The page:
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Jon Jones' Trainer Greg Jackson Says LHW Champ Is 'Pretty Busted Up'

Sep 21, 2013; Toronto, Ontario, CAN; Jon Jones after his fight against Alexander Gustafsson (not pictured) during their light heavyweight championship bout at UFC 165 at the Air Canada Centre. Mandatory Credit: Tom Szczerbowski-USA TODAY Sports
Tom Szczerbowski-USA TODAY Sport
Scott HarrisFeatured ColumnistSeptember 23, 2013

Greg Jackson, head coach and trainer for UFC light-heavyweight champion Jon Jones, said Monday afternoon that Jones is "pretty busted up" about 40 hours after defending his title against upstart challenger Alexander Gustafsson at UFC 165 Saturday night.

"The last I talked to him, I was letting him rest, but his foot was pretty busted up," Jackson said Monday on The MMA Hour broadcast with host Ariel Helwani. "I'm not sure where it happened, whether it was the head kicks he landed, or checking one of Alex's kicks."

ALBUQUERQUE, NM - APRIL 08:  Owner Greg Jackson is interviewed during a Jon Jones / UFC  media event at Jackson’s Mixed Martial Arts & Fitness Academy on April 8, 2013 in Albuquerque, New Mexico.  (Photo by Steve Snowden/Getty Images)
Steve Snowden/Getty Images

After the fight, Jones was reportedly taken to the hospital on a stretcher, and it was subsequently reported that a cageside doctor almost stopped the fight due to a deep cut Jones suffered over his eye. 

"He did have some lacerations," Jackson said. "But it was his foot that was really giving him problems. It was his left foot."

Jackson dismissed speculation that the foot injury hampered Jones' ability to take Gustafsson to the mat. Jones, normally a strong wrestler, converted only one of 11 takedown attempts. Meanwhile, Jones was taken down for the first times in his pro career.

"Maybe, maybe not," Jackson said of the injury's affect on Jones' wrestling. "But I just think Gustafsson had a really great plan…I think he was just able to shut down those takedowns."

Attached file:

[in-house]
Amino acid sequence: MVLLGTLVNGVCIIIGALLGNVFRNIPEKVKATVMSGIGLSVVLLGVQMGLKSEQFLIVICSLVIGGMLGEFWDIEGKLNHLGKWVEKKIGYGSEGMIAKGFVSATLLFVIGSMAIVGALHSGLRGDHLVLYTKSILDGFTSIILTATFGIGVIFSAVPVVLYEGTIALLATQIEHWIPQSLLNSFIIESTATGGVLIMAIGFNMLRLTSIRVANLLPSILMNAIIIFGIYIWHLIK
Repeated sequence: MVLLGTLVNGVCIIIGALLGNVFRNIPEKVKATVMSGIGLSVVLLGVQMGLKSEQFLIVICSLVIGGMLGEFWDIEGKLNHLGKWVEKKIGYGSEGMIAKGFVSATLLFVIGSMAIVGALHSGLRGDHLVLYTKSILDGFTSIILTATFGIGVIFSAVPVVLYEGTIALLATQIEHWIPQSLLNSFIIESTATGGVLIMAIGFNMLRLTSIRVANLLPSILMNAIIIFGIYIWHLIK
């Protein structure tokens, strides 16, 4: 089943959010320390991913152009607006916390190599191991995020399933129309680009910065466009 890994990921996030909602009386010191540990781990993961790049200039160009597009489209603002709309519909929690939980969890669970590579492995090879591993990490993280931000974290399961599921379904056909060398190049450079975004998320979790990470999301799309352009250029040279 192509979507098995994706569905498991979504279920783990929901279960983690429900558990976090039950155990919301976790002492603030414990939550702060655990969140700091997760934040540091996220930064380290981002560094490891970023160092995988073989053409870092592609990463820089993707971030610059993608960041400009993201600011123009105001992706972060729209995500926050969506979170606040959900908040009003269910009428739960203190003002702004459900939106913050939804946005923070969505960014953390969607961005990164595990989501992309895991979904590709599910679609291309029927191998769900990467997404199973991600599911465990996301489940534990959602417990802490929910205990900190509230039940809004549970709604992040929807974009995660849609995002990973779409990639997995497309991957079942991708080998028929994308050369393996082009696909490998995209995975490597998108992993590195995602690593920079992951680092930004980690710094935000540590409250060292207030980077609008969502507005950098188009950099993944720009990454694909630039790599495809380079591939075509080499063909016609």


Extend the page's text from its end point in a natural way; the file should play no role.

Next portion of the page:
Jones suffered a substantial cut on his right eye at UFC 165.
Jones suffered a substantial cut on his right eye at UFC 165.Tom Szczerbowski-USA TODAY Sport

As most living and breathing MMA fans are aware, Jones was in the dogfight of his life with Gustafsson, who was a heavy underdog coming into the bout. The five-round, back-and-forth main event was difficult to score, with fighters, fans and media members divided on who really won the fight. 

Both men visited the hospital after the fight and were later released. 

The three official judges at cageside scored the bout 48-47, 48-47 and 49-46. The contest received Fight of the Night honors from the UFC and was an instant favorite for Fight of the Year.

The numbers provided by FightMetric, the UFC's official statistics provider, showed that Jones had a small advantage in total strikes landed, though Gustafsson held edges in strikes to the head and body.

Not surprisingly, the fight-watching public and Gustafsson himself quickly began clamoring for an immediate rematch. At the post-fight news conference, UFC president Dana White indicated he was open to the idea, but did not make a firm commitment.

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